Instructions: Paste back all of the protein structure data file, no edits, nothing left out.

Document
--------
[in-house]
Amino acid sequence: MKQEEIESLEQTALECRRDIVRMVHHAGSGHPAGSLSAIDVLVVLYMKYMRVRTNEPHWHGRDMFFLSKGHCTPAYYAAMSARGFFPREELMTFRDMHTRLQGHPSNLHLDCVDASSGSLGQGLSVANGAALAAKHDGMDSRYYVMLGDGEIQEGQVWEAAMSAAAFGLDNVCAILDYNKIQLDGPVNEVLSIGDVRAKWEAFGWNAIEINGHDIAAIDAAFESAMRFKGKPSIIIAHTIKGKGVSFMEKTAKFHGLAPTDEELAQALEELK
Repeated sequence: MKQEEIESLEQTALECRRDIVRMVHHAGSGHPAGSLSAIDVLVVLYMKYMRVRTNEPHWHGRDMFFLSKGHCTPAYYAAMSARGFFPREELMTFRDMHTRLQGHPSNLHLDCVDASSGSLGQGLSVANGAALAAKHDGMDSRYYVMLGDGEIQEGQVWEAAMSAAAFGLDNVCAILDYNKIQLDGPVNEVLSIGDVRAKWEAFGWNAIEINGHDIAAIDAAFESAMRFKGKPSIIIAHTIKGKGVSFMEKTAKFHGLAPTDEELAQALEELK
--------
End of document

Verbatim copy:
[in-house]
Amino acid sequence: MKQEEIESLEQTALECRRDIVRMVHHAGSGHPAGSLSAIDVLVVLYMKYMRVRTNEPHWHGRDMFFLSKGHCTPAYYAAMSARGFFPREELMTFRDMHTRLQGHPSNLHLDCVDASSGSLGQGLSVANGAALAAKHDGMDSRYYVMLGDGEIQEGQVWEAAMSAAAFGLDNVCAILDYNKIQLDGPVNEVLSIGDVRAKWEAFGWNAIEINGHDIAAIDAAFESAMRFKGKPSIIIAHTIKGKGVSFMEKTAKFHGLAPTDEELAQALEELK
Repeated sequence: MKQEEIESLEQTALECRRDIVRMVHHAGSGHPAGSLSAIDVLVVLYMKYMRVRTNEPHWHGRDMFFLSKGHCTPAYYAAMSARGFFPREELMTFRDMHTRLQGHPSNLHLDCVDASSGSLGQGLSVANGAALAAKHDGMDSRYYVMLGDGEIQEGQVWEAAMSAAAFGLDNVCAILDYNKIQLDGPVNEVLSIGDVRAKWEAFGWNAIEINGHDIAAIDAAFESAMRFKGKPSIIIAHTIKGKGVSFMEKTAKFHGLAPTDEELAQALEELK